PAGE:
A family of four in South Carolina with an income of $50,000 per year would pay $109 per month for the cheapest plan available on the new Health Insurance Marketplace, according to the first South Carolina-specific cost figures released Wednesday by the U.S. Department of Health and Human Services.
That figure factors in tax credits, which will be used to reduce insurance premiums for families of four making up to $94,000. It would be three or four times more expensive if that same family were to find similar health coverage in the private marketplace, according to eHealthInsurance.com.
Insurance on the new federal marketplace might be less of a deal for people with higher income or smaller family size because they would get a smaller tax credit. And any policy will have a sticker shock for the uninsured, who aren’t accustomed to monthly insurance premiums.
Most people will be required to have insurance in 2014 under the Affordable Care Act. Shopping for that insurance on the Health Insurance Marketplace begins Oct. 1.
Most of the data released by the federal government gave a hint at what individual costs will be before tax credits. Details such as home county, family size, income and level of coverage will create a large range of actual costs.
For those with patience, personal insurance costs will be much easier to determine at http://www.healthcare.gov starting Tuesday, Oct. 1. All of the variables, including the tax credit, will be factored into costs on that website next week.
What is clear from the new numbers:
• Beaufort, Jasper and Hampton counties consistently have the lowest rates.
• Greenwood consistently has the highest rates.
• Richland’s rates are only slightly higher than the lowest counties. Lexington’s are higher still, in the middle tier of counties.
• The difference between counties can be as much as $100 per month, with more variability at the older age groups.
• The difference between the bronze level of plans (which covers 60 percent of medical costs) and the gold level of plans (which covers 80 percent of costs) is about $80 per month for somebody 30 years old and about $190 per month for somebody 60 years old.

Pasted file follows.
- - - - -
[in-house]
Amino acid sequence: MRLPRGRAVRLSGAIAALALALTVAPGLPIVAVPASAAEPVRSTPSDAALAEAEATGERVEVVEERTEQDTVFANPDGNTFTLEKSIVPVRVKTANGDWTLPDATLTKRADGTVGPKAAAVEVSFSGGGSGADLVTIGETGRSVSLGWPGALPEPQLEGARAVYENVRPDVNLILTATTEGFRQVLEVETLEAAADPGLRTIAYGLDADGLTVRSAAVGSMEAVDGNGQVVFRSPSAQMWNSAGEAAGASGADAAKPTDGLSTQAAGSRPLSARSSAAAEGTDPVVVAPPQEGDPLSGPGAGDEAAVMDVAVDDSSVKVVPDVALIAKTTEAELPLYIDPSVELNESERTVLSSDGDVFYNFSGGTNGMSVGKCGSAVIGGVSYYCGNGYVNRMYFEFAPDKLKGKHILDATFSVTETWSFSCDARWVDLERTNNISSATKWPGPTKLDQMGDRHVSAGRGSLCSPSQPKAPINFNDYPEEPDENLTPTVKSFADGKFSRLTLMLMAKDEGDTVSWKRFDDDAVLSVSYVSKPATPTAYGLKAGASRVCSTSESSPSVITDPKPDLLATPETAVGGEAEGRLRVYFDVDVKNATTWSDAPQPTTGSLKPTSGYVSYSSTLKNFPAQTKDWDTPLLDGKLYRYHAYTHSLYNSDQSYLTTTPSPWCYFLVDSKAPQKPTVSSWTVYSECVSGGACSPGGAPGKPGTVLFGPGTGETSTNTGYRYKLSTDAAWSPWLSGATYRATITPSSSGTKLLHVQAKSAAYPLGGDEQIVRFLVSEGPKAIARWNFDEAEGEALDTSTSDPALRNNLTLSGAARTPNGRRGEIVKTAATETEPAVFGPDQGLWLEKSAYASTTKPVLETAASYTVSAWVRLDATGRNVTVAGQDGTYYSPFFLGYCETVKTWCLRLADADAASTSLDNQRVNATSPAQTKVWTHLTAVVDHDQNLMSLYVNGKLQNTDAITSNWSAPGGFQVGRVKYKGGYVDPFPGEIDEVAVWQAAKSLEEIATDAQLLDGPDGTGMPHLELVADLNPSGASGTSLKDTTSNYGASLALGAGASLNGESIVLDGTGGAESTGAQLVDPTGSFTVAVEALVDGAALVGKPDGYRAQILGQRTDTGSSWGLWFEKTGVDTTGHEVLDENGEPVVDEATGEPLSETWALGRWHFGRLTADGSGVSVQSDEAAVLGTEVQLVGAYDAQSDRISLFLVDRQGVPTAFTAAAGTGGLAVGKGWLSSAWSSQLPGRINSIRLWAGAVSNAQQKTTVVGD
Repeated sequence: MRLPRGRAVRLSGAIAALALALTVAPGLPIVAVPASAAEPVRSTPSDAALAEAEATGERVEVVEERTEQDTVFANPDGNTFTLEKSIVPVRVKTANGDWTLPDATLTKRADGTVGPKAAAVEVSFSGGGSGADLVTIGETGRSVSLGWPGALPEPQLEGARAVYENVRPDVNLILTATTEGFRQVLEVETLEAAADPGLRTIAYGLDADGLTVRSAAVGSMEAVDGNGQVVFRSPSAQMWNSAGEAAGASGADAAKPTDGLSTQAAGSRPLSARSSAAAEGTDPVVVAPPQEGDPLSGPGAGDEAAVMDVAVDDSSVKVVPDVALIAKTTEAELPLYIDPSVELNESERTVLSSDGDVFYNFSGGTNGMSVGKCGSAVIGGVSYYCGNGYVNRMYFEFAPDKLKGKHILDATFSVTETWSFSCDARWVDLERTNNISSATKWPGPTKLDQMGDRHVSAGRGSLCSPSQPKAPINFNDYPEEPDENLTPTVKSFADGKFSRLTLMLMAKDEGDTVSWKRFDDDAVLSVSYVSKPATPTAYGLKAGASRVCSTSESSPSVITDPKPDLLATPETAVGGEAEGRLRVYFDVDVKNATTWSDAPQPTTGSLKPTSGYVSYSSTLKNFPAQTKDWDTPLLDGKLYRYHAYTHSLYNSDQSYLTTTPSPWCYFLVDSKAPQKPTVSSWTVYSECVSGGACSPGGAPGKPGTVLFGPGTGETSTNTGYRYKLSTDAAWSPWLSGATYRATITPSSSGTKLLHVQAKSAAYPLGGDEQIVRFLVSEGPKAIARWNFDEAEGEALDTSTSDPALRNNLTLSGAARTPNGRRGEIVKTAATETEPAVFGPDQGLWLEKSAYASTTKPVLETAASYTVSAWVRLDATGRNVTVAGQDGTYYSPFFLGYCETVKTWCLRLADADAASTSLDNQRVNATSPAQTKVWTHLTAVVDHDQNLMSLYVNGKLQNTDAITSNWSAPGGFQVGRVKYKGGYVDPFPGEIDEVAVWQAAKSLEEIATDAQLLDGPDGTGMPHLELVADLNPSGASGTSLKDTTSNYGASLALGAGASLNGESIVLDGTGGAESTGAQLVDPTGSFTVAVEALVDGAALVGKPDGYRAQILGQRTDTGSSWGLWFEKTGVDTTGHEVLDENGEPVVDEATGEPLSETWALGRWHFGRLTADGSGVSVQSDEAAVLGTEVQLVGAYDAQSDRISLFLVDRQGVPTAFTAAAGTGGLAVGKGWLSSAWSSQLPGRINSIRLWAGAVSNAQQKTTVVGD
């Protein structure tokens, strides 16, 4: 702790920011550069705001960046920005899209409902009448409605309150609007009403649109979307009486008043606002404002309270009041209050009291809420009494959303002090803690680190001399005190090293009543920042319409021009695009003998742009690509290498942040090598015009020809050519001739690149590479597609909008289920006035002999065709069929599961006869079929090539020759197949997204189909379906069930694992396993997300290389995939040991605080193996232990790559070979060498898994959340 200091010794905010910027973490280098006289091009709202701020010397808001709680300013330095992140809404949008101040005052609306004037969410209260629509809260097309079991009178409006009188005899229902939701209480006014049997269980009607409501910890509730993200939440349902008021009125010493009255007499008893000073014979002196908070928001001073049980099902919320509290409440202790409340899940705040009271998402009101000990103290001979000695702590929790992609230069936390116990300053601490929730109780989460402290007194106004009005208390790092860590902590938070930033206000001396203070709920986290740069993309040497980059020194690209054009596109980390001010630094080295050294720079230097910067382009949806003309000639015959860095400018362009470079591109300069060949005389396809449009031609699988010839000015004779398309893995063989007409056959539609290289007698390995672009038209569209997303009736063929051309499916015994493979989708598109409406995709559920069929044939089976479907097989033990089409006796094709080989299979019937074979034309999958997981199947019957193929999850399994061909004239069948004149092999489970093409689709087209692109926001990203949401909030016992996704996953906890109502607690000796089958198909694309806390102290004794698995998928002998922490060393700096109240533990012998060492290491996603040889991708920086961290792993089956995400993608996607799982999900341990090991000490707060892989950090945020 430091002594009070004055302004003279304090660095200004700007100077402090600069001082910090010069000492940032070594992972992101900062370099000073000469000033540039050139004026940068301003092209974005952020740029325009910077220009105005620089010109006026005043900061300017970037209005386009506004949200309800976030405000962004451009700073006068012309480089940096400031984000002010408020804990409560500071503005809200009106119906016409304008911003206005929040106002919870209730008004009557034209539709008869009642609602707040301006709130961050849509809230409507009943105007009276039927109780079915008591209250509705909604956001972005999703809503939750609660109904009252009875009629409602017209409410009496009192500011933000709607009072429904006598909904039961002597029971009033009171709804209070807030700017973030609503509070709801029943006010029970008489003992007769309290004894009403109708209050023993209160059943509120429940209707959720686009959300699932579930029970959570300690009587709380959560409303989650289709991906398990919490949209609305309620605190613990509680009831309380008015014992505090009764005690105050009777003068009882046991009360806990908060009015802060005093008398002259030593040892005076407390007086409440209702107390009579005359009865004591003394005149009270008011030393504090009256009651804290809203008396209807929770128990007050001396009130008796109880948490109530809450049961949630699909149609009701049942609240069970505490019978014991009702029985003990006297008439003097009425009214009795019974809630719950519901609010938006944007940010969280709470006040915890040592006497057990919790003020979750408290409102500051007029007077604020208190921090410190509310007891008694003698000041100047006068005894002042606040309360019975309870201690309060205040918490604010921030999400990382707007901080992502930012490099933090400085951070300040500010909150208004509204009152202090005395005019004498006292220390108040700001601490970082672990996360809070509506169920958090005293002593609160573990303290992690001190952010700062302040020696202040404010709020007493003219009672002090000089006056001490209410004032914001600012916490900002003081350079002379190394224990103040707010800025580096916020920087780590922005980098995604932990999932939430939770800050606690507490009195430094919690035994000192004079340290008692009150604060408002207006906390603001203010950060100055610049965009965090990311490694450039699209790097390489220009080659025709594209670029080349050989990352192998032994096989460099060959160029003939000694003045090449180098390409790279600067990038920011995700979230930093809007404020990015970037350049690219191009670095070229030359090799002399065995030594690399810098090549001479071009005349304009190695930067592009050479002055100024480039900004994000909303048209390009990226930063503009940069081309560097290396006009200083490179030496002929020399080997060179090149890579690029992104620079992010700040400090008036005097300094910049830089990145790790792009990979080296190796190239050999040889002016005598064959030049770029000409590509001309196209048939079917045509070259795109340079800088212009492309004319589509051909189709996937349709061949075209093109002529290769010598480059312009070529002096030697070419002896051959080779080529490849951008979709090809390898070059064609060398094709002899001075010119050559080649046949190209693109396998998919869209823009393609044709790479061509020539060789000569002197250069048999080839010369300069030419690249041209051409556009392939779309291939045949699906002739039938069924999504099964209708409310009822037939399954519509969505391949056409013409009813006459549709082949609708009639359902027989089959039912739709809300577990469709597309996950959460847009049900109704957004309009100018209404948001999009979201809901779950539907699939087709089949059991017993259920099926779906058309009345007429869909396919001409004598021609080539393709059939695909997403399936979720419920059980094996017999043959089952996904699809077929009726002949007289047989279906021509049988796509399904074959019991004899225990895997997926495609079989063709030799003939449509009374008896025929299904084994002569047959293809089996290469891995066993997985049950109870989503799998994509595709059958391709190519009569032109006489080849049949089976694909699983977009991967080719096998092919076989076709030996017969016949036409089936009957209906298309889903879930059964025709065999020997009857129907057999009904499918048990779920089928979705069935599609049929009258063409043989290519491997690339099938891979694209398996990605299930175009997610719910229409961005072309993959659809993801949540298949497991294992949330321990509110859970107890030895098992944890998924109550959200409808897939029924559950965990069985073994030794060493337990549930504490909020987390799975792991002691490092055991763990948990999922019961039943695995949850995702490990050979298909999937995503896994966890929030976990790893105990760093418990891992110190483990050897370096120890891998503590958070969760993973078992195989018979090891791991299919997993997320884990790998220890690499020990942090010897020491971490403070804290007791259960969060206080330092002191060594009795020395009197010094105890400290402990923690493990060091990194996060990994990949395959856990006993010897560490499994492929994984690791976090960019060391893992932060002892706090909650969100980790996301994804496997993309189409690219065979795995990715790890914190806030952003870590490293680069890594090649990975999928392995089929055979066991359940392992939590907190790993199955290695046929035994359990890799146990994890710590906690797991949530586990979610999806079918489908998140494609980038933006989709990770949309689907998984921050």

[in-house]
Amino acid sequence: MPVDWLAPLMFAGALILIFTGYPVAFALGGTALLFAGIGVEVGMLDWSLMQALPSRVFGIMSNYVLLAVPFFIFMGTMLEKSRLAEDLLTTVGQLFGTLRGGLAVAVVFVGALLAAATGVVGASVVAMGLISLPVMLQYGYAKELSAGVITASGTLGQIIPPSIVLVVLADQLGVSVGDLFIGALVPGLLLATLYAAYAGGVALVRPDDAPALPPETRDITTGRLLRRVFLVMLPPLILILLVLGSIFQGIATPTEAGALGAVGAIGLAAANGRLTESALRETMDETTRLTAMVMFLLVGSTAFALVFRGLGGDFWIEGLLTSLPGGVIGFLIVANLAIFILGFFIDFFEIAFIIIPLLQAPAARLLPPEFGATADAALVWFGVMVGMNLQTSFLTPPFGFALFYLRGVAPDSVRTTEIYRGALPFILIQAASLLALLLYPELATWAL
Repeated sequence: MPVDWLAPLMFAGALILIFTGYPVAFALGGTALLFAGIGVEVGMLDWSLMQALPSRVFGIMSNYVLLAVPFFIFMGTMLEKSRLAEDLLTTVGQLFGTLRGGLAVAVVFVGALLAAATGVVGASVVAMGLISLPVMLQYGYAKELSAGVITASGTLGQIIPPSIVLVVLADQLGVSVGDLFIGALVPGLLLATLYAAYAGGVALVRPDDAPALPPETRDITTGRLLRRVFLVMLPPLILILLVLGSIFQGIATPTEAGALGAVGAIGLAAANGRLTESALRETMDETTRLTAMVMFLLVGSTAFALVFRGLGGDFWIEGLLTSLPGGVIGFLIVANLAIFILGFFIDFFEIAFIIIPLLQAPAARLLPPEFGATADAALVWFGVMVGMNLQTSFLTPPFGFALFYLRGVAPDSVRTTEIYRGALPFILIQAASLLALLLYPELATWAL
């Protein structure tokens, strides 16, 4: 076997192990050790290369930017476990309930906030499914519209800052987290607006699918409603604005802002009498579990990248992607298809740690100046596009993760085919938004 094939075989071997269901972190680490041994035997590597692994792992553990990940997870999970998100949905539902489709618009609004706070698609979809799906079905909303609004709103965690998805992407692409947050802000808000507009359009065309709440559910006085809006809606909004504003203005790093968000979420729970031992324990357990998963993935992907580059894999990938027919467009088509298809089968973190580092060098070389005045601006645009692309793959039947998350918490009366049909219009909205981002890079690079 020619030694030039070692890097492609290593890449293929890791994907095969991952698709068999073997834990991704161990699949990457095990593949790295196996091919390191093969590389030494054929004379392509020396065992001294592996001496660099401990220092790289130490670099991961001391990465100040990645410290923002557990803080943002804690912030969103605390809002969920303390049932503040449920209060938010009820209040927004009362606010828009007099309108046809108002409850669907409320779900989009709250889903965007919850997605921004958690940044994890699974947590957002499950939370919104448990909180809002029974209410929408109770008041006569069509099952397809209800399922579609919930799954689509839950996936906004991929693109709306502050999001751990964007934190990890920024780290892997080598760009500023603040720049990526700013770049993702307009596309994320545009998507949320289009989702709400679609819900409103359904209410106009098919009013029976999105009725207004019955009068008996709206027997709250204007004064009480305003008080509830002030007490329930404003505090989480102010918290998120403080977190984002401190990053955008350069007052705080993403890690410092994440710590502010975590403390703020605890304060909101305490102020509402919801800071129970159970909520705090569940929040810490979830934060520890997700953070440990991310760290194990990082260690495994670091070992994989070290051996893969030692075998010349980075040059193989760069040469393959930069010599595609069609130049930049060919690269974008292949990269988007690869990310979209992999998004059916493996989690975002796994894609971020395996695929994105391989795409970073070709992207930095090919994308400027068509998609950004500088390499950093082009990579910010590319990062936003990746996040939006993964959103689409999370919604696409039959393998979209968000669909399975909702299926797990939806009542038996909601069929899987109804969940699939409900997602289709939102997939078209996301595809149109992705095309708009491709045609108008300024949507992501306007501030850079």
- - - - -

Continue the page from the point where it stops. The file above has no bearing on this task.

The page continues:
• You’ll have 27 choices of plans in most counties and 32 in the rest.
The data lists the lowest cost plan by county at each age and at each coverage level. While other states have a platinum level that covers 90 percent of medical costs, none of the four companies on the Health Insurance Marketplace in South Carolina offer platinum level plans.
The lowest rates for a 21-year-old in South Carolina range from $106.70 per month to $214.05 per month before tax credits. The ranges at age 30 are $162.28 to $242.95; at age 40 are $182.73 to $273.56; at age 50 are $255.36 to $382.29; and at age 60 are $388.05 to $580.93. All of those figures are before tax credits, which will offset costs for individuals making from about $11,500 to $47,000 per year.
Every plan is required to cover basic health care costs, but the more expensive plans at each coverage level might offer more bells and whistles, such as more choice in which doctors you can see and discounts on gym memberships.
Premiums nationwide will also be around 16 percent lower than originally expected, according to HHS.
In South Carolina, the average premium for the cheapest silver plan will be $333 and for the cheapest bronze plan it will be $267.
You can find the database at http://aspe.hhs.gov/health/reports/2013/MarketplacePremiums/longdesc/sc.htm.
The U.S. Department of Health and Human Services on Wednesday released data on the lowest prices for South Carolinians for various levels of coverage on the new Health Insurance Marketplace. All costs are per month ranges for the lowest and highest levels of coverage, but they don’t factor in tax credits based on household income.
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